Azhar Ali and Younis Khan lead Pakistan after Australia post 8/538 decl
Australia strode steadily towards an enormous first-innings tally against bowling that improved somewhat on the first day's effort, though Pakistan were not helped by more indifferent fielding from the captain Misbah-ul-Haq down.
Matt Renshaw's 184, which seems to have set him up for a long and fruitful Test career, was the highest by an opening batsman under the age of 21, and was only ended by a fine over from Imran Khan, who moved the ball to the left-hander across the crease before prompting him to drag onto the stumps.
Handscomb, meanwhile, did not allow himself to be frustrated by periods of slow scoring, utilising the sweep in particular to excellent effect - a good sign ahead of the tour of India. He survived a nervous period in the 90s to pass three figures on the same ground where he made a double century in the Sheffield Shield earlier this season to earn his Test spot.
Hilton Cartwright also showed patience, and showcased an organised technique with the exception of a couple of chances: a Yasir Shah leg break that beat him but also the wicketkeeper Sarfraz Ahmed, and an edge off Azhar's part-timers that eluded Younis at first slip.
After lunch, Handscomb reached his hundred before Cartwright was bowled by Imran. Handscomb dismissal was bit of anti climax, with his bat clipping the leg bail, as he used the width of the crease to cut Wahab. Then, some quick scoring by Matthew Wade and Mitchell Starc drew Steven Smith's declaration. In the 15 minutes to the tea interval, Hazlewood had an impact, though debutant Sharjeel Khan's technique was questionable to say the least, as he waved his bat at Hazlewood to be taken at slip.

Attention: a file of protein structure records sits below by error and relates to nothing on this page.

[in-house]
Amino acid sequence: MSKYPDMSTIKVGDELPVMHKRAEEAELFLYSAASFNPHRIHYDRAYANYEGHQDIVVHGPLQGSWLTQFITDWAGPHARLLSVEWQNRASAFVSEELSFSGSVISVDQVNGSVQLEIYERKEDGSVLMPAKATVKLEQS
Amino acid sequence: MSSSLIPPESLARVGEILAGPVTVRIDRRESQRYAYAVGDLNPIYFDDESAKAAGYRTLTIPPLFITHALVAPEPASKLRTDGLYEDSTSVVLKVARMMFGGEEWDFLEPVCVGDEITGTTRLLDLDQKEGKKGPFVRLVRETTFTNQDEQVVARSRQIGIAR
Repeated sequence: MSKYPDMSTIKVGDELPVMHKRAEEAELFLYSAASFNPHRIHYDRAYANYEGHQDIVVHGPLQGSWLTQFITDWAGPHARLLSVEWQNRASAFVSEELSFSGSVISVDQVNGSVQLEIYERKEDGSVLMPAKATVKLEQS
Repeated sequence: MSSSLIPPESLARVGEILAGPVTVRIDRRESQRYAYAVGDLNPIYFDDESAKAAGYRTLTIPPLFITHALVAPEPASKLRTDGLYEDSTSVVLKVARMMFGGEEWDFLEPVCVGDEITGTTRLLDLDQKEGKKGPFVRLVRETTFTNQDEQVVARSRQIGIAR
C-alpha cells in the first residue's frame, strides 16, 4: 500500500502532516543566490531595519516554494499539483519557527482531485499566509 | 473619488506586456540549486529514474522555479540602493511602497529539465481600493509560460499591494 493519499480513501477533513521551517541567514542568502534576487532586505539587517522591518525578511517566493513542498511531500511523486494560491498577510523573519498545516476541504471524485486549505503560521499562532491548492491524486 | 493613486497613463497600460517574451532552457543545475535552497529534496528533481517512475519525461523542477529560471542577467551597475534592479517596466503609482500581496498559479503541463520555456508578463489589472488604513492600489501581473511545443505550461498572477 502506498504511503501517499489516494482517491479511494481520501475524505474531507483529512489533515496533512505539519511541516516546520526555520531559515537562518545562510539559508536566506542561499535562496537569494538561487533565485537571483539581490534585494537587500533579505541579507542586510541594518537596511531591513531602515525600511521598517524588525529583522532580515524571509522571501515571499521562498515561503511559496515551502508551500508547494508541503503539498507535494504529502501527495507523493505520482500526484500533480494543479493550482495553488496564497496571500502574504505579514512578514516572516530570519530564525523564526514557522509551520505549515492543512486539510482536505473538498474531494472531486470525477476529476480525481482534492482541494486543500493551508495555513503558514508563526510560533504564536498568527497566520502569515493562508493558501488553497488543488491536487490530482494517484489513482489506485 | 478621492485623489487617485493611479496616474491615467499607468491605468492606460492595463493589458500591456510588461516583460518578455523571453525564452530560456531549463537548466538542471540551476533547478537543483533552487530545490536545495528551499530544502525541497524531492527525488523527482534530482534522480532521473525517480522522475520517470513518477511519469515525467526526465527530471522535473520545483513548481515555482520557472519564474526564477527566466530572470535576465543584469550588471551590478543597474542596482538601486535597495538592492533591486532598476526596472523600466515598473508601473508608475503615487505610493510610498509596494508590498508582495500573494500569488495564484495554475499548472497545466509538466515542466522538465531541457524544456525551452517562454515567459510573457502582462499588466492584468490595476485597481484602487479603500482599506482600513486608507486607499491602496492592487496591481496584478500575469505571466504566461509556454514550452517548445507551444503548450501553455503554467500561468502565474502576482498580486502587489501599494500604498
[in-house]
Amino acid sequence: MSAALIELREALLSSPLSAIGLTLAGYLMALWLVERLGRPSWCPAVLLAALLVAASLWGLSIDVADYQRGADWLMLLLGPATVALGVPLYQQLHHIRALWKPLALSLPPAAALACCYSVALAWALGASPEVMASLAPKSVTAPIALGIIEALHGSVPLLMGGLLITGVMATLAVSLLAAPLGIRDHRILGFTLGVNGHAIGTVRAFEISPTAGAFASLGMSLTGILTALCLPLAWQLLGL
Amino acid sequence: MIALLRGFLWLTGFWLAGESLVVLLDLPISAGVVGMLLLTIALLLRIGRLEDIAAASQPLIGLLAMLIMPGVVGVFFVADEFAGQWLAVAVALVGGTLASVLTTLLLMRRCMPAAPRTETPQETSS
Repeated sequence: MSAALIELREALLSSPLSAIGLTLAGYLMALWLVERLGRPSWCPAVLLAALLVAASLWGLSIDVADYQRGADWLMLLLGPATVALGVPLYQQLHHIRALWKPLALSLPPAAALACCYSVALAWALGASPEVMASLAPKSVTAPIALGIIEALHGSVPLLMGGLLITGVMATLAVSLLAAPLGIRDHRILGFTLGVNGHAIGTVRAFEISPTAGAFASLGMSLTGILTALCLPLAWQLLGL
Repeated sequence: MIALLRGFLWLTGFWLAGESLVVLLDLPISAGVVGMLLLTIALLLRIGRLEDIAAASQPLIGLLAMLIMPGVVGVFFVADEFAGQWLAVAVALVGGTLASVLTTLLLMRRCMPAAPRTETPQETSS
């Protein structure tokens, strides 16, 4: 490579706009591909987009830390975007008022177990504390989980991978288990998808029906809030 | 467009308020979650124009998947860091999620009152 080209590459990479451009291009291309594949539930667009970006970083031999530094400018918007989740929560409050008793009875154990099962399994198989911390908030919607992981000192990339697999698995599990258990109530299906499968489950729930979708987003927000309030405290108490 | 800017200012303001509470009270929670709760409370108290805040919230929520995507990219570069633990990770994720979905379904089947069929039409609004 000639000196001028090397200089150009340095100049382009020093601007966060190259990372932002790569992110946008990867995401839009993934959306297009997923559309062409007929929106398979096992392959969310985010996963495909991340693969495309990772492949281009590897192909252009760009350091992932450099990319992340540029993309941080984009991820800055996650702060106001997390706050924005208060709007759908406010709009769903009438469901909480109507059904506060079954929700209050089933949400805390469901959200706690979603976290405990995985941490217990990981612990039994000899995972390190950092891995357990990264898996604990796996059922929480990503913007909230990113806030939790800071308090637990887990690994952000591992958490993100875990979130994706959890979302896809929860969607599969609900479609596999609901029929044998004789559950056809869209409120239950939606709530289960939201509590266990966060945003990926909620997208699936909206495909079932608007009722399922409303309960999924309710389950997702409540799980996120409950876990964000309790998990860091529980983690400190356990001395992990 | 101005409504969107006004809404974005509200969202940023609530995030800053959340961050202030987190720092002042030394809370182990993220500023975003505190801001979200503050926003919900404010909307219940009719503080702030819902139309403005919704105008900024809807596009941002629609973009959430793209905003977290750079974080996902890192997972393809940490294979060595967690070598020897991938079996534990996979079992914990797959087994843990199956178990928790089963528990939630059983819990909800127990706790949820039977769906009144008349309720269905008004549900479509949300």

Babar Azam, who fell in the same over, should also have been expected to keep out a ball that was full and straight but not really moving through the air or off the seam, evidence that the time in the field had left the visitors with heavy legs. There was time for one over of spin - from the recalled Steve O'Keefe - before the tea break.
The comfort with which Azhar stroked a boundary in the final over of the day suggested that plenty of runs remain in the surface, provided the tourists put their minds to it. Azhar maintained his fine touch and found support from Younis, who was in need of a score after a barren tour.
If the rain stays away, we should have a good day third day at SCG, with a big score long overdue from Misbah.
Manish Pandey struck a brilliant unbeaten 104 as India stopped Australia’s push for a clean-sweep …